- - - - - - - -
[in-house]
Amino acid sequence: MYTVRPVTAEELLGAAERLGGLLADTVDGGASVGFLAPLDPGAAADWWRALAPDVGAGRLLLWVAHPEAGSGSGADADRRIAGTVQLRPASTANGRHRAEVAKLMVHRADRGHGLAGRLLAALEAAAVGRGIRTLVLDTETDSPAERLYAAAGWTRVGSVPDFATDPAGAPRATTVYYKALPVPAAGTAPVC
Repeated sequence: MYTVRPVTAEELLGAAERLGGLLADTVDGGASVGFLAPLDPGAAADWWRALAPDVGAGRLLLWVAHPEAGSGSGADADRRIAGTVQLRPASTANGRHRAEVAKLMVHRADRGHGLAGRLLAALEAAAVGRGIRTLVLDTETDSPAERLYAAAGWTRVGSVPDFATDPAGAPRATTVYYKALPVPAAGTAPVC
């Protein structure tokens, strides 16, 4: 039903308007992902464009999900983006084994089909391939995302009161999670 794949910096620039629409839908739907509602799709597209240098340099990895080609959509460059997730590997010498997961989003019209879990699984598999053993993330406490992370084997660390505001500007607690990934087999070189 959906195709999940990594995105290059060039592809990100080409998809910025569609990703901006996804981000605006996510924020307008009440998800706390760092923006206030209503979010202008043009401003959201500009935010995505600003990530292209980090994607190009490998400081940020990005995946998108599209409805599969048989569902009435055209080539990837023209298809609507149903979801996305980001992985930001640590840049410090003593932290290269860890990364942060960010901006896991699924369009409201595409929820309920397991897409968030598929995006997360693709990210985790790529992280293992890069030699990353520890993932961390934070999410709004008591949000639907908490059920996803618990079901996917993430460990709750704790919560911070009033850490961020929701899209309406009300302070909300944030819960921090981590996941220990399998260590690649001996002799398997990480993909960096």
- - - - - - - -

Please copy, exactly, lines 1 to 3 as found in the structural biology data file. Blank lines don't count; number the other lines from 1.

[in-house]
Amino acid sequence: MYTVRPVTAEELLGAAERLGGLLADTVDGGASVGFLAPLDPGAAADWWRALAPDVGAGRLLLWVAHPEAGSGSGADADRRIAGTVQLRPASTANGRHRAEVAKLMVHRADRGHGLAGRLLAALEAAAVGRGIRTLVLDTETDSPAERLYAAAGWTRVGSVPDFATDPAGAPRATTVYYKALPVPAAGTAPVC
Repeated sequence: MYTVRPVTAEELLGAAERLGGLLADTVDGGASVGFLAPLDPGAAADWWRALAPDVGAGRLLLWVAHPEAGSGSGADADRRIAGTVQLRPASTANGRHRAEVAKLMVHRADRGHGLAGRLLAALEAAAVGRGIRTLVLDTETDSPAERLYAAAGWTRVGSVPDFATDPAGAPRATTVYYKALPVPAAGTAPVC